Homeless people in Brussels will be given portable cardboard tents as part of a new charitable project being pioneered in the Belgian capital.
The ORIG-AMI project will allow rough sleepers to transport the tents with them on their backs as they find a place to sleep for the night.
The idea was sparked by a job rehabilitation centre as a way of working round the existing ban on material tents in the city, according to BX1.
The materials were donated by a local supplier and the tents were assembled by a work initiative at Lantin prison.
Organisers said they hoped it would give the city's homeless somewhere safe to sleep.
"We live in one of the most comfortable countries in the world. I find it difficult to accept that human beings are spending the night on the streets, on the pavements, outside our windows," Xavier Van der Stappen, who financed and distributed the first series of ORIG-AMI prototypes, told SudInfo.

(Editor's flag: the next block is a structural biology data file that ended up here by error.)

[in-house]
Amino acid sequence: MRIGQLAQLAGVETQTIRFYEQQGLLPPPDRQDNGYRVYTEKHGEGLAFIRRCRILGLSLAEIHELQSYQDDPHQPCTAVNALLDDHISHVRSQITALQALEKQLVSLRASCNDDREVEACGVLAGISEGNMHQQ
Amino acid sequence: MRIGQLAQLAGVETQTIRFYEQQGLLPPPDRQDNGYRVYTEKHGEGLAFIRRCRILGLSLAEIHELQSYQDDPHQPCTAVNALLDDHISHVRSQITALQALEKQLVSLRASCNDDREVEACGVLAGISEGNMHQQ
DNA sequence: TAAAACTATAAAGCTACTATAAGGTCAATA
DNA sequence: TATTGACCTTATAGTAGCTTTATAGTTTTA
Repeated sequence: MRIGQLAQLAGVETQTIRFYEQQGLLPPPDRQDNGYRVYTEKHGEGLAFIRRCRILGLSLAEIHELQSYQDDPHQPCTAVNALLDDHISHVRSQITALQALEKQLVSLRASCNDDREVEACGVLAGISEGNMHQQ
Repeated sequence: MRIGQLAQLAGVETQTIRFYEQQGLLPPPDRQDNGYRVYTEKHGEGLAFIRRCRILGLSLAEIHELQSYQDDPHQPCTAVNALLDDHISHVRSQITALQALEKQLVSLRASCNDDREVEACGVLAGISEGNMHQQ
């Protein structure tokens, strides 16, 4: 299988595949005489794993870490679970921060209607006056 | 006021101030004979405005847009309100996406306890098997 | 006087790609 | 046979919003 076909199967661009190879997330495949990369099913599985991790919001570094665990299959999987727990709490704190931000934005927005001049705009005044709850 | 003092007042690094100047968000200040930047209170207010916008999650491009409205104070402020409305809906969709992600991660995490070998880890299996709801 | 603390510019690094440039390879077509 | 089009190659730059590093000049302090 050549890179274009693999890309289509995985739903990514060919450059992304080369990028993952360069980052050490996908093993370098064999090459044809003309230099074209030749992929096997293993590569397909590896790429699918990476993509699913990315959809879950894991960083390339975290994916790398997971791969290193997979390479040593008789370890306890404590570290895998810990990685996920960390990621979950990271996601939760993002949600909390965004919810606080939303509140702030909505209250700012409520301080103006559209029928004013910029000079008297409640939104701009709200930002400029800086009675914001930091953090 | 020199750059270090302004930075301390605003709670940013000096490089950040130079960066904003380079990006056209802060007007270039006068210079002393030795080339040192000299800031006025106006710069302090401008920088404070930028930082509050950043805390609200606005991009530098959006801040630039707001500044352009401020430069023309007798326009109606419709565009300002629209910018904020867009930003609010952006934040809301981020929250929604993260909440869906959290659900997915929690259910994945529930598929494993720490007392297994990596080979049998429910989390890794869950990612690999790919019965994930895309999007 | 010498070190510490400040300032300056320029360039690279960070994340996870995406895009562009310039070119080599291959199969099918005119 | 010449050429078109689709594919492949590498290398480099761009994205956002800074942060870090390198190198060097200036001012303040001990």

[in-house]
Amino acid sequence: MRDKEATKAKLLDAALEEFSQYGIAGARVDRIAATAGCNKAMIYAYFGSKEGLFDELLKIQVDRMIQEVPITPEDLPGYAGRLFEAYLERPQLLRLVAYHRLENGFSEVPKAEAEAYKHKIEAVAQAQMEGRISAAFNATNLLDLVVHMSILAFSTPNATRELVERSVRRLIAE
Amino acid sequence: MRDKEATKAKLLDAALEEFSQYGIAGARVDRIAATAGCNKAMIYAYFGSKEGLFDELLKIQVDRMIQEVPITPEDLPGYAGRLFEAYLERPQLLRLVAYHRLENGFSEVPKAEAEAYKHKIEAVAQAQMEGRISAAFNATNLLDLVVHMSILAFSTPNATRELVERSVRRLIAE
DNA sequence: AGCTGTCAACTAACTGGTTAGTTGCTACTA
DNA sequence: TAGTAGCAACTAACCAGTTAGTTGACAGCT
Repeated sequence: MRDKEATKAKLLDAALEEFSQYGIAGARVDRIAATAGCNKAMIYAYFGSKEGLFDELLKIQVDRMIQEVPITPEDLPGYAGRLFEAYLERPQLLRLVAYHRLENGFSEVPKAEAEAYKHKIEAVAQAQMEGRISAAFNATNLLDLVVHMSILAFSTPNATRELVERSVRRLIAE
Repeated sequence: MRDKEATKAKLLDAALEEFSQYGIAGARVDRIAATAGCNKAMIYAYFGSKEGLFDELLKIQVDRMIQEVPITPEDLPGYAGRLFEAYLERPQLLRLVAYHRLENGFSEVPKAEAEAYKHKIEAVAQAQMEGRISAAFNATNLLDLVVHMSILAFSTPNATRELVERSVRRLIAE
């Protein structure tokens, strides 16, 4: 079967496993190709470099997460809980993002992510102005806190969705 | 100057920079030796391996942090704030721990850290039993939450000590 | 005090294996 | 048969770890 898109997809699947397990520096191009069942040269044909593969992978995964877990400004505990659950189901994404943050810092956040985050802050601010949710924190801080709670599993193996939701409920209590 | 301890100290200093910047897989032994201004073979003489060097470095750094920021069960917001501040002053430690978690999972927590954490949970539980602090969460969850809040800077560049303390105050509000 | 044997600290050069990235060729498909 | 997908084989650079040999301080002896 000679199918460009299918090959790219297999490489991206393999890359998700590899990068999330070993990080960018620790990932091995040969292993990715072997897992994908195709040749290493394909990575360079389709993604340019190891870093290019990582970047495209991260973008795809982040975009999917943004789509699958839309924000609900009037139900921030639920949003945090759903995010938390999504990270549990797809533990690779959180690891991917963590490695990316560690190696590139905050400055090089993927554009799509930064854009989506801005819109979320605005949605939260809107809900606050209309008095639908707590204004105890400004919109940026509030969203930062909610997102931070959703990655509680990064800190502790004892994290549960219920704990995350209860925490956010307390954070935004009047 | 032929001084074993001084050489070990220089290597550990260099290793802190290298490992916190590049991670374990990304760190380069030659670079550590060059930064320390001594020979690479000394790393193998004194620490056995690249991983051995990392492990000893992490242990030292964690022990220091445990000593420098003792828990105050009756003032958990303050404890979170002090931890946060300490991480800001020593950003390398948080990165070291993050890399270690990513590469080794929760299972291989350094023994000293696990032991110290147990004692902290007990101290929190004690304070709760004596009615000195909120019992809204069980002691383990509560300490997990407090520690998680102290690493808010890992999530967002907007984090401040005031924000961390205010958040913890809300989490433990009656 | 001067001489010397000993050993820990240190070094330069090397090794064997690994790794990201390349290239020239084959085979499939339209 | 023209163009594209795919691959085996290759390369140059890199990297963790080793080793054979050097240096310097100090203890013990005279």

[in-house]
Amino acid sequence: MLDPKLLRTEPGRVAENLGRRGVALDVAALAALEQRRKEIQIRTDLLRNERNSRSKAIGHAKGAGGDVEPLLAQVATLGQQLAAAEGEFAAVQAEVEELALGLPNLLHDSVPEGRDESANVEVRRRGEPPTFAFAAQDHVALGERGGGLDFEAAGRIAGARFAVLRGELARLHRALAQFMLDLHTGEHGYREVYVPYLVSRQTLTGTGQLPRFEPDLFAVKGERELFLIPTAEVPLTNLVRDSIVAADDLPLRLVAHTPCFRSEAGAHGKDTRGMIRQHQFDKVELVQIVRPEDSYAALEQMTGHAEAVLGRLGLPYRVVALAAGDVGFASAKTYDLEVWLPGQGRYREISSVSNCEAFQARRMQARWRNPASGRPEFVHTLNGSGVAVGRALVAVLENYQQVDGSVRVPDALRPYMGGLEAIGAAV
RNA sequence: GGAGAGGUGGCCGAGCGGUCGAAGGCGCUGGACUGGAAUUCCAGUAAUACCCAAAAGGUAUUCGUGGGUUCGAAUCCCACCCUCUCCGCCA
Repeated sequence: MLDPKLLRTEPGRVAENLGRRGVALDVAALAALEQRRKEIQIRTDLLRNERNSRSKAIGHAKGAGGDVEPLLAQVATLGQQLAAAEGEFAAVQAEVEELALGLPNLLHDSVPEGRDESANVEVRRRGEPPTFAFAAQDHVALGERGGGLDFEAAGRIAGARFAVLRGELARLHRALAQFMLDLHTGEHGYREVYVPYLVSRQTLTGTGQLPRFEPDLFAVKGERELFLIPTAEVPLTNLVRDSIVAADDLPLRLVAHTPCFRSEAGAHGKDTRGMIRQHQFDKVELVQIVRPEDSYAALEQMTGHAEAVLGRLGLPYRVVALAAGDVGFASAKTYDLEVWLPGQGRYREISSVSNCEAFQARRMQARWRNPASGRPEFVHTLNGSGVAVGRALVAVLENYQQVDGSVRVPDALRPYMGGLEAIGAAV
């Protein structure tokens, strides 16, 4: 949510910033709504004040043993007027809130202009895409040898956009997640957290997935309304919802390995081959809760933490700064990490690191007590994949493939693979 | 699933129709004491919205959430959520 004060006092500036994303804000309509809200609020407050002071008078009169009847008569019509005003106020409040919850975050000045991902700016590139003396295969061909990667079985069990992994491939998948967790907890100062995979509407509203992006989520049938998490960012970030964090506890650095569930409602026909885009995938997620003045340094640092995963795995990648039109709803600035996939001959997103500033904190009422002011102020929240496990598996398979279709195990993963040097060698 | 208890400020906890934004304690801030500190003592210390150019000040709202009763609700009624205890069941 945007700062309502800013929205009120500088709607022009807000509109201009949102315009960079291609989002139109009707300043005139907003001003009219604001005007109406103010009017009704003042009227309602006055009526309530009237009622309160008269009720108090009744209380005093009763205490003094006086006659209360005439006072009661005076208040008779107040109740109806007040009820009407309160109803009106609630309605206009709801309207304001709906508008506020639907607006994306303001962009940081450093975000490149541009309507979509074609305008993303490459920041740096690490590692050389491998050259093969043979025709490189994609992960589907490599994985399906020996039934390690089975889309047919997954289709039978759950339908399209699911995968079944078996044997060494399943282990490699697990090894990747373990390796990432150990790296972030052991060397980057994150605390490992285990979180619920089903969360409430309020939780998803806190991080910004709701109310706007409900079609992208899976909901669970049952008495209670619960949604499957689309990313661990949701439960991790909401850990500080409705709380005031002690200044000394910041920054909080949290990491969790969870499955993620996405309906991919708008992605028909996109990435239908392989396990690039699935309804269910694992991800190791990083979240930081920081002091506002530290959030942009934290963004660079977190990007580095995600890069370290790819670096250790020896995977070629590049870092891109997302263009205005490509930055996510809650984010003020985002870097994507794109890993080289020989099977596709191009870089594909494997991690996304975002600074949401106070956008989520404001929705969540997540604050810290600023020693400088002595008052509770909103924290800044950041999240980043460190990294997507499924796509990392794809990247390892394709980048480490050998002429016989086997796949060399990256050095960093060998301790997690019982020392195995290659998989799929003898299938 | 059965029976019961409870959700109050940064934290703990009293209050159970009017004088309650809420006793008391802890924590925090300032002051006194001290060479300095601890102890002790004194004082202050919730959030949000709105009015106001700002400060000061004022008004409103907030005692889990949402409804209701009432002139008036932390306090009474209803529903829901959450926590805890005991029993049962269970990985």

"In Brussels, the capital of Europe, 2,600 people sleep rough. The number is increasing year after year. Such things happen in life, any one of us could find ourselves on the streets, and the homeless in our positions."
Around 20 tents were distributed at the Gare du Nord on Friday, in conjunction with "L'Appel du Coeur", another charity that distributed rucksacks packed with essentials.
Mr Van de Stappen said anyone can help the project by sponsoring an ORIG-AMI tent for €30 (£26). He hopes to distribute several hundred tents next year if the project is a success.